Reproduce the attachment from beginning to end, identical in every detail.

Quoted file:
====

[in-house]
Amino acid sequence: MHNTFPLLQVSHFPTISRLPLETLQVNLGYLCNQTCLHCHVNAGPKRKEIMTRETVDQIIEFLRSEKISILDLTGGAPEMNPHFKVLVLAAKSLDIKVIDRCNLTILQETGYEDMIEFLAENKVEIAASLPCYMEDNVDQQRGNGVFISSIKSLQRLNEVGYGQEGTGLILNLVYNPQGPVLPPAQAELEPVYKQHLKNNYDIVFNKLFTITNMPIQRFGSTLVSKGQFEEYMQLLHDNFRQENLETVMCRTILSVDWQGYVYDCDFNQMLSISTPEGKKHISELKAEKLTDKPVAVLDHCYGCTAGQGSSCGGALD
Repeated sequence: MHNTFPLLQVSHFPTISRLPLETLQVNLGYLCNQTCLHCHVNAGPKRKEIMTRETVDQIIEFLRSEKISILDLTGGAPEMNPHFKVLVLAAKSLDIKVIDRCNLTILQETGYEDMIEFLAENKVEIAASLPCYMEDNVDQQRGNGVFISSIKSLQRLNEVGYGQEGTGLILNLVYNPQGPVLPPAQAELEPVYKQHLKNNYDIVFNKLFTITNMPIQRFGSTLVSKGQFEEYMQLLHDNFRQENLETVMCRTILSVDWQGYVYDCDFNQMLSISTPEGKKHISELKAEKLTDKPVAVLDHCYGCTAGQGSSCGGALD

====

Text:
[in-house]
Amino acid sequence: MHNTFPLLQVSHFPTISRLPLETLQVNLGYLCNQTCLHCHVNAGPKRKEIMTRETVDQIIEFLRSEKISILDLTGGAPEMNPHFKVLVLAAKSLDIKVIDRCNLTILQETGYEDMIEFLAENKVEIAASLPCYMEDNVDQQRGNGVFISSIKSLQRLNEVGYGQEGTGLILNLVYNPQGPVLPPAQAELEPVYKQHLKNNYDIVFNKLFTITNMPIQRFGSTLVSKGQFEEYMQLLHDNFRQENLETVMCRTILSVDWQGYVYDCDFNQMLSISTPEGKKHISELKAEKLTDKPVAVLDHCYGCTAGQGSSCGGALD
Repeated sequence: MHNTFPLLQVSHFPTISRLPLETLQVNLGYLCNQTCLHCHVNAGPKRKEIMTRETVDQIIEFLRSEKISILDLTGGAPEMNPHFKVLVLAAKSLDIKVIDRCNLTILQETGYEDMIEFLAENKVEIAASLPCYMEDNVDQQRGNGVFISSIKSLQRLNEVGYGQEGTGLILNLVYNPQGPVLPPAQAELEPVYKQHLKNNYDIVFNKLFTITNMPIQRFGSTLVSKGQFEEYMQLLHDNFRQENLETVMCRTILSVDWQGYVYDCDFNQMLSISTPEGKKHISELKAEKLTDKPVAVLDHCYGCTAGQGSSCGGALD